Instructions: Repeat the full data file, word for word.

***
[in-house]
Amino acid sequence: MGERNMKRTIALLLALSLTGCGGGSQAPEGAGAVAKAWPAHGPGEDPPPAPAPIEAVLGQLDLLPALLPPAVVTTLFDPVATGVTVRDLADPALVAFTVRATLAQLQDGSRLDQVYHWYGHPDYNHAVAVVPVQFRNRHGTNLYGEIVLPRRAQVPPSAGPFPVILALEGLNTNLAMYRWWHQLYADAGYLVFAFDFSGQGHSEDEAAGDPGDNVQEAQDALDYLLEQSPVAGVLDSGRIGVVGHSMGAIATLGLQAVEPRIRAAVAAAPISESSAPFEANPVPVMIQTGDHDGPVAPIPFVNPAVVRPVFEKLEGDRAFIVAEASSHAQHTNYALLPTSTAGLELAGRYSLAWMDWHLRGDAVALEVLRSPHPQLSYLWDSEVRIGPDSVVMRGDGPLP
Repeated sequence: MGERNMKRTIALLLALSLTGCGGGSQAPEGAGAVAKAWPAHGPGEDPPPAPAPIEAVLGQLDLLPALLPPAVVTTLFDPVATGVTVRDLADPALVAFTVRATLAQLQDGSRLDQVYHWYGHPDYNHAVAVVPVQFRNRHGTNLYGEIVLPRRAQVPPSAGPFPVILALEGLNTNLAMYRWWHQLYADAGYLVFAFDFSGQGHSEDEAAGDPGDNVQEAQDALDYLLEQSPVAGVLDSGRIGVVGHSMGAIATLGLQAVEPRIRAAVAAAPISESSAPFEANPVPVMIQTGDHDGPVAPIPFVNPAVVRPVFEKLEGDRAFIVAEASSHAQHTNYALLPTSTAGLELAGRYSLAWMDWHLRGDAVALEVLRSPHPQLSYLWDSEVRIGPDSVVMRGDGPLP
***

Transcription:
[in-house]
Amino acid sequence: MGERNMKRTIALLLALSLTGCGGGSQAPEGAGAVAKAWPAHGPGEDPPPAPAPIEAVLGQLDLLPALLPPAVVTTLFDPVATGVTVRDLADPALVAFTVRATLAQLQDGSRLDQVYHWYGHPDYNHAVAVVPVQFRNRHGTNLYGEIVLPRRAQVPPSAGPFPVILALEGLNTNLAMYRWWHQLYADAGYLVFAFDFSGQGHSEDEAAGDPGDNVQEAQDALDYLLEQSPVAGVLDSGRIGVVGHSMGAIATLGLQAVEPRIRAAVAAAPISESSAPFEANPVPVMIQTGDHDGPVAPIPFVNPAVVRPVFEKLEGDRAFIVAEASSHAQHTNYALLPTSTAGLELAGRYSLAWMDWHLRGDAVALEVLRSPHPQLSYLWDSEVRIGPDSVVMRGDGPLP
Repeated sequence: MGERNMKRTIALLLALSLTGCGGGSQAPEGAGAVAKAWPAHGPGEDPPPAPAPIEAVLGQLDLLPALLPPAVVTTLFDPVATGVTVRDLADPALVAFTVRATLAQLQDGSRLDQVYHWYGHPDYNHAVAVVPVQFRNRHGTNLYGEIVLPRRAQVPPSAGPFPVILALEGLNTNLAMYRWWHQLYADAGYLVFAFDFSGQGHSEDEAAGDPGDNVQEAQDALDYLLEQSPVAGVLDSGRIGVVGHSMGAIATLGLQAVEPRIRAAVAAAPISESSAPFEANPVPVMIQTGDHDGPVAPIPFVNPAVVRPVFEKLEGDRAFIVAEASSHAQHTNYALLPTSTAGLELAGRYSLAWMDWHLRGDAVALEVLRSPHPQLSYLWDSEVRIGPDSVVMRGDGPLP